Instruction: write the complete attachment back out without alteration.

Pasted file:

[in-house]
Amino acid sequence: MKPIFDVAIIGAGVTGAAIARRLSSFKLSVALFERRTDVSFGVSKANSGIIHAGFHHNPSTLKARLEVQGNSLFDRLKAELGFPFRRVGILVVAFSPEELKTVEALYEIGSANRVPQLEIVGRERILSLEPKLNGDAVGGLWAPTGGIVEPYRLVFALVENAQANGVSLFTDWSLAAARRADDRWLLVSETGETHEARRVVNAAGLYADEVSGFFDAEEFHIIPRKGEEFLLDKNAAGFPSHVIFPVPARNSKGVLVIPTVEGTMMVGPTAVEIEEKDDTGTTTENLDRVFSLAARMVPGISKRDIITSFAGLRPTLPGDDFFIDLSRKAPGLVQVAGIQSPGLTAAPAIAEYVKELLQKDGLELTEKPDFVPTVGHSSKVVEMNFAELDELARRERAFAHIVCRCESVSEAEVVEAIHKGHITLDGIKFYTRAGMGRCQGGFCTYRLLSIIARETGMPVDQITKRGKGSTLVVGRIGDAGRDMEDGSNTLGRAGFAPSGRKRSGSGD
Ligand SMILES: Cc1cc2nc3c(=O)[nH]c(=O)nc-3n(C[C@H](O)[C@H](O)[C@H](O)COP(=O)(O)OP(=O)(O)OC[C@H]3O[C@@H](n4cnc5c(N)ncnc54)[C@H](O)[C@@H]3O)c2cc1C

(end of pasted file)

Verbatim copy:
[in-house]
Amino acid sequence: MKPIFDVAIIGAGVTGAAIARRLSSFKLSVALFERRTDVSFGVSKANSGIIHAGFHHNPSTLKARLEVQGNSLFDRLKAELGFPFRRVGILVVAFSPEELKTVEALYEIGSANRVPQLEIVGRERILSLEPKLNGDAVGGLWAPTGGIVEPYRLVFALVENAQANGVSLFTDWSLAAARRADDRWLLVSETGETHEARRVVNAAGLYADEVSGFFDAEEFHIIPRKGEEFLLDKNAAGFPSHVIFPVPARNSKGVLVIPTVEGTMMVGPTAVEIEEKDDTGTTTENLDRVFSLAARMVPGISKRDIITSFAGLRPTLPGDDFFIDLSRKAPGLVQVAGIQSPGLTAAPAIAEYVKELLQKDGLELTEKPDFVPTVGHSSKVVEMNFAELDELARRERAFAHIVCRCESVSEAEVVEAIHKGHITLDGIKFYTRAGMGRCQGGFCTYRLLSIIARETGMPVDQITKRGKGSTLVVGRIGDAGRDMEDGSNTLGRAGFAPSGRKRSGSGD
Ligand SMILES: Cc1cc2nc3c(=O)[nH]c(=O)nc-3n(C[C@H](O)[C@H](O)[C@H](O)COP(=O)(O)OP(=O)(O)OC[C@H]3O[C@@H](n4cnc5c(N)ncnc54)[C@H](O)[C@@H]3O)c2cc1C